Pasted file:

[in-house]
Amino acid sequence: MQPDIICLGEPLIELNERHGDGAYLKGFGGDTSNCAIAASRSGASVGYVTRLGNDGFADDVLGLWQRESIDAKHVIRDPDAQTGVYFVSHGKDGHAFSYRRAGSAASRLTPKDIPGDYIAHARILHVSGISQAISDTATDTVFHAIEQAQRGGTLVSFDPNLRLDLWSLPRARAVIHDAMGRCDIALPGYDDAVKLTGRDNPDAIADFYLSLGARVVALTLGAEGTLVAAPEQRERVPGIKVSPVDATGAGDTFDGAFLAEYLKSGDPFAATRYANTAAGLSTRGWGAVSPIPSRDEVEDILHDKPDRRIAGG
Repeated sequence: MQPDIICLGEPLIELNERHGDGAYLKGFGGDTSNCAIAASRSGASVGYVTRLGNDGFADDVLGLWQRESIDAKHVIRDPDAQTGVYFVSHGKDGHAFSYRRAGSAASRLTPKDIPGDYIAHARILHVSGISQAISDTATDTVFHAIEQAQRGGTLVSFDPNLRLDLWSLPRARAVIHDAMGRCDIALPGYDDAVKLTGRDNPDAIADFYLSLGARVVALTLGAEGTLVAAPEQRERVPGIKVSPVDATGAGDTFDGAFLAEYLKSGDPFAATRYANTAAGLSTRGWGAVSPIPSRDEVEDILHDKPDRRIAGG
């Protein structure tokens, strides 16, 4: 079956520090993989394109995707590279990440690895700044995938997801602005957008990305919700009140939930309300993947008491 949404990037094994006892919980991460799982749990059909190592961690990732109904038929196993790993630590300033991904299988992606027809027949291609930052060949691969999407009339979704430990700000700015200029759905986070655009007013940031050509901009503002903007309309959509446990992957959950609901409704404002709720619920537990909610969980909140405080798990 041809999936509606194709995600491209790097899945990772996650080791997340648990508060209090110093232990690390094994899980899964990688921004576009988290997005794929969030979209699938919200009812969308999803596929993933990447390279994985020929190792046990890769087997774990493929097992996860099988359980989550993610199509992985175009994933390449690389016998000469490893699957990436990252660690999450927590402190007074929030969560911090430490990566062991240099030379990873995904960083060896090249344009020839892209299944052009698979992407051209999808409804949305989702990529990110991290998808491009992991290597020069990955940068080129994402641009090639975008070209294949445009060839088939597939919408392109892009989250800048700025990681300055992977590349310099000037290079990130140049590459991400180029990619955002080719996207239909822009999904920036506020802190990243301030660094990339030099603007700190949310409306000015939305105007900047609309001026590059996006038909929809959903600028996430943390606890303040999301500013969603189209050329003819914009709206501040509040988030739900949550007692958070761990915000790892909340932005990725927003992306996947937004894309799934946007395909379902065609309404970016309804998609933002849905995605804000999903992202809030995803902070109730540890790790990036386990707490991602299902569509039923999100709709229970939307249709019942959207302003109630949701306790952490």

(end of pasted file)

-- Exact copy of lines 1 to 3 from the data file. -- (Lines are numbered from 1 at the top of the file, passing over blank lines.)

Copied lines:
[in-house]
Amino acid sequence: MQPDIICLGEPLIELNERHGDGAYLKGFGGDTSNCAIAASRSGASVGYVTRLGNDGFADDVLGLWQRESIDAKHVIRDPDAQTGVYFVSHGKDGHAFSYRRAGSAASRLTPKDIPGDYIAHARILHVSGISQAISDTATDTVFHAIEQAQRGGTLVSFDPNLRLDLWSLPRARAVIHDAMGRCDIALPGYDDAVKLTGRDNPDAIADFYLSLGARVVALTLGAEGTLVAAPEQRERVPGIKVSPVDATGAGDTFDGAFLAEYLKSGDPFAATRYANTAAGLSTRGWGAVSPIPSRDEVEDILHDKPDRRIAGG
Repeated sequence: MQPDIICLGEPLIELNERHGDGAYLKGFGGDTSNCAIAASRSGASVGYVTRLGNDGFADDVLGLWQRESIDAKHVIRDPDAQTGVYFVSHGKDGHAFSYRRAGSAASRLTPKDIPGDYIAHARILHVSGISQAISDTATDTVFHAIEQAQRGGTLVSFDPNLRLDLWSLPRARAVIHDAMGRCDIALPGYDDAVKLTGRDNPDAIADFYLSLGARVVALTLGAEGTLVAAPEQRERVPGIKVSPVDATGAGDTFDGAFLAEYLKSGDPFAATRYANTAAGLSTRGWGAVSPIPSRDEVEDILHDKPDRRIAGG